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Confidence Strategies for Women in PR

Without a doubt, women dominate the PR industry. The numbers don’t lie. In 2010, Forbes reported that 73 percent of the 21,000 PRSA members were women.

Despite this statistic, men dominate upper management by 80 percent, as also pointed out in the report. Ready for another jaw-dropping number? 4.2 percent. That’s the amount of Fortune 500 companies where women hold CEO positions.

Success is not measured strictly by whom you know or how you dress. Confidence cannot be taught, but rather developed. Women need to stick together and continue to succeed in this world under male superiority.

With this in mind, there are five things women in PR can do right now to improve their odds of moving up in the industry.

Use Meetings Wisely

First impressions are key; many of which are made within the first few seconds of a meeting, many times from non-verbal queues. When you walk into a meeting, walk in like you belong – head up, smile, make eye contact, and keep your hands by your side, besides for making a firm handshake!

Speak recommendations as statements not questions. This lets others know you are confident in what you are saying, and that confidence will be reciprocated. Make sure you know the different between a brainstorming thought and a thoughtful recommendation.

Be Purposeful with Words

Show people you have been attentive during your research process as well as during your meeting, by engaging in appropriate, relevant conversations. If your idea is unique and you present it with ease, you will typically be portrayed as confident.

Know How to Use Silence

At times, silence has the ability to create an uncomfortable environment. However, when using it properly it can be a very powerful tool. After you make a recommendation, remain silent. This will allow the idea to percolate in the minds of your audience. Let people respond when they are ready, not when you are. Pay attention to their non-verbal queues!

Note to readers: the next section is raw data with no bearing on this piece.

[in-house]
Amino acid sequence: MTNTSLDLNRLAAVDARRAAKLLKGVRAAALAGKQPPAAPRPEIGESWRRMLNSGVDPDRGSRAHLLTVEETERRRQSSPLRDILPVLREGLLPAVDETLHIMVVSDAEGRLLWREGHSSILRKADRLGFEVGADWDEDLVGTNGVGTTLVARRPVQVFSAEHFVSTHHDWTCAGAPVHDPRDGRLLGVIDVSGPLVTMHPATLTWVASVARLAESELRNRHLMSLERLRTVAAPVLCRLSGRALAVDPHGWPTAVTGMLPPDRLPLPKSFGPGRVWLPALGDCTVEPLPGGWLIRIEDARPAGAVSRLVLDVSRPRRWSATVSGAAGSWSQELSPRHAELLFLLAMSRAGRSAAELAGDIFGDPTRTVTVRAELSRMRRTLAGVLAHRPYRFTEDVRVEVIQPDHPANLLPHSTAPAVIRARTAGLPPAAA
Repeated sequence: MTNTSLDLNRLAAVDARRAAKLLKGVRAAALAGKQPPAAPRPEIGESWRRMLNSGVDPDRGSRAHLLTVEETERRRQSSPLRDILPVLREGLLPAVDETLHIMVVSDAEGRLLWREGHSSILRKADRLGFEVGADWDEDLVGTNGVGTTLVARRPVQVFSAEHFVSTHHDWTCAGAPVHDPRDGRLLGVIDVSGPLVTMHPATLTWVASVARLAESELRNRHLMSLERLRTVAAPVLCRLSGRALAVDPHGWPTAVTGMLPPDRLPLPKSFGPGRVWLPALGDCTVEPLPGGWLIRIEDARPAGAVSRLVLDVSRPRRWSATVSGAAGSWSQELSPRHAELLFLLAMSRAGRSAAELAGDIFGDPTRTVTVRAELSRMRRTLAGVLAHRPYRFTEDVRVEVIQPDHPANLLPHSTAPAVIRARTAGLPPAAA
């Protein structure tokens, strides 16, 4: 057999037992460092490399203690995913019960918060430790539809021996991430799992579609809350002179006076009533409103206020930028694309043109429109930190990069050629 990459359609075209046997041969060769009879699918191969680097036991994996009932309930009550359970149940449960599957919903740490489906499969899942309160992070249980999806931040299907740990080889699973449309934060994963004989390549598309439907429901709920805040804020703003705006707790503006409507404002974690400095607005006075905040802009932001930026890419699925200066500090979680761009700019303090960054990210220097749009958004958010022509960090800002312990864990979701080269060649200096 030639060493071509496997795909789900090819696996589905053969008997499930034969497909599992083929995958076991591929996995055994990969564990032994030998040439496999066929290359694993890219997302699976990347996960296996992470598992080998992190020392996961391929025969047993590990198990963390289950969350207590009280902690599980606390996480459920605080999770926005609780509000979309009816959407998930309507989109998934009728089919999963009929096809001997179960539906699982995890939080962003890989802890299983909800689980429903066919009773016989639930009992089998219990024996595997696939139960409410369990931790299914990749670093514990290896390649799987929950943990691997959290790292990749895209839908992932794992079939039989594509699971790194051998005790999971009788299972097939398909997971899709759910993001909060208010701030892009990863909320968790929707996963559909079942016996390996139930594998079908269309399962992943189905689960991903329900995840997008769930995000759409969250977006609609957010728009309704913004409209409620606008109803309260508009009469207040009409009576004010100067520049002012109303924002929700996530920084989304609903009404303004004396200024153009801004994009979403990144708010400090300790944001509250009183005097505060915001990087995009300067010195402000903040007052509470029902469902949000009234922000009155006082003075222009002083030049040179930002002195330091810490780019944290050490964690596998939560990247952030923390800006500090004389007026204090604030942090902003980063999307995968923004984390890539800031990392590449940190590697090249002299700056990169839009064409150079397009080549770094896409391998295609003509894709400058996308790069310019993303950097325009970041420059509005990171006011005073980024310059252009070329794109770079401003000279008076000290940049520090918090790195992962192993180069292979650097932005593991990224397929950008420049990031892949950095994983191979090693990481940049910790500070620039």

Practice and Prepare

Have to make a speech or presentation in front of a large audience? Practice what you are going to say in front of friends or family prior to the event. Ask them for feedback. If you are too nervous at first to practice in front of people, practice in front of your mirror.

Doing a run-through before a big speech or presentation allows you to catch any errors or awkward moments so you can avoid these mistakes during the presentation. It also lets you determine where there is room for improvement, or what parts should be omitted.

No matter how experienced you are, practicing will never hurt you.

Know How to React

Don’t take criticism too seriously. Learn to let things go.

When your primary focus is upward mobility, don’t sweat the little things. Spend time on what does matter. This will help you build a thicker skin and will let you stray away from the need for constant feedback. You will be so confident in your own work that you will no longer need constant reinforcement from people.

Trust your instincts. If you feel that your meeting went well, it most likely did.

Learn when it is appropriate to apologize. Apologize when there is a mistake on your behalf, not when others simply disagree with your plan of action.

Now, go get ‘em ladies. Get that promotion you’ve been working for, that raise your deserve. Be confident!

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